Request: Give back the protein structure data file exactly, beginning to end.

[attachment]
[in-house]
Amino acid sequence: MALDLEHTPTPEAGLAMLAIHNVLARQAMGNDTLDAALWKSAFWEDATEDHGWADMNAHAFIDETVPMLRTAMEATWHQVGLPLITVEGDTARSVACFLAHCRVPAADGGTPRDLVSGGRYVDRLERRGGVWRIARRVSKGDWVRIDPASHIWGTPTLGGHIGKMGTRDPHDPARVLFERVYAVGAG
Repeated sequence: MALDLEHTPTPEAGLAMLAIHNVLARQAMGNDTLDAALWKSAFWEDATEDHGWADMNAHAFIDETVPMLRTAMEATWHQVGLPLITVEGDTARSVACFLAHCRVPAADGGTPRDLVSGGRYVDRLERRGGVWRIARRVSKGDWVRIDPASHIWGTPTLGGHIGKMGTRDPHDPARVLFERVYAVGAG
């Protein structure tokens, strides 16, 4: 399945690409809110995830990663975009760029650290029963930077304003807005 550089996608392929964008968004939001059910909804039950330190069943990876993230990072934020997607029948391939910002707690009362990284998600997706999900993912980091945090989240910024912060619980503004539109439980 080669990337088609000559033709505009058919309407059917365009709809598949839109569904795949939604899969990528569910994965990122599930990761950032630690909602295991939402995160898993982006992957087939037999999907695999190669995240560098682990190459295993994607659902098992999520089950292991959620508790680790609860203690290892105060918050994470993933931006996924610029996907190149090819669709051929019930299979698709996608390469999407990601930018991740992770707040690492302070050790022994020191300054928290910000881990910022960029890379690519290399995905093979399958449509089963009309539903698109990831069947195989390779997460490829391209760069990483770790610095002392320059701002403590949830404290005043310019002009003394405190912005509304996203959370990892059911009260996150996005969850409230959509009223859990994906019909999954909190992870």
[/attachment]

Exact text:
[in-house]
Amino acid sequence: MALDLEHTPTPEAGLAMLAIHNVLARQAMGNDTLDAALWKSAFWEDATEDHGWADMNAHAFIDETVPMLRTAMEATWHQVGLPLITVEGDTARSVACFLAHCRVPAADGGTPRDLVSGGRYVDRLERRGGVWRIARRVSKGDWVRIDPASHIWGTPTLGGHIGKMGTRDPHDPARVLFERVYAVGAG
Repeated sequence: MALDLEHTPTPEAGLAMLAIHNVLARQAMGNDTLDAALWKSAFWEDATEDHGWADMNAHAFIDETVPMLRTAMEATWHQVGLPLITVEGDTARSVACFLAHCRVPAADGGTPRDLVSGGRYVDRLERRGGVWRIARRVSKGDWVRIDPASHIWGTPTLGGHIGKMGTRDPHDPARVLFERVYAVGAG
């Protein structure tokens, strides 16, 4: 399945690409809110995830990663975009760029650290029963930077304003807005 550089996608392929964008968004939001059910909804039950330190069943990876993230990072934020997607029948391939910002707690009362990284998600997706999900993912980091945090989240910024912060619980503004539109439980 080669990337088609000559033709505009058919309407059917365009709809598949839109569904795949939604899969990528569910994965990122599930990761950032630690909602295991939402995160898993982006992957087939037999999907695999190669995240560098682990190459295993994607659902098992999520089950292991959620508790680790609860203690290892105060918050994470993933931006996924610029996907190149090819669709051929019930299979698709996608390469999407990601930018991740992770707040690492302070050790022994020191300054928290910000881990910022960029890379690519290399995905093979399958449509089963009309539903698109990831069947195989390779997460490829391209760069990483770790610095002392320059701002403590949830404290005043310019002009003394405190912005509304996203959370990892059911009260996150996005969850409230959509009223859990994906019909999954909190992870």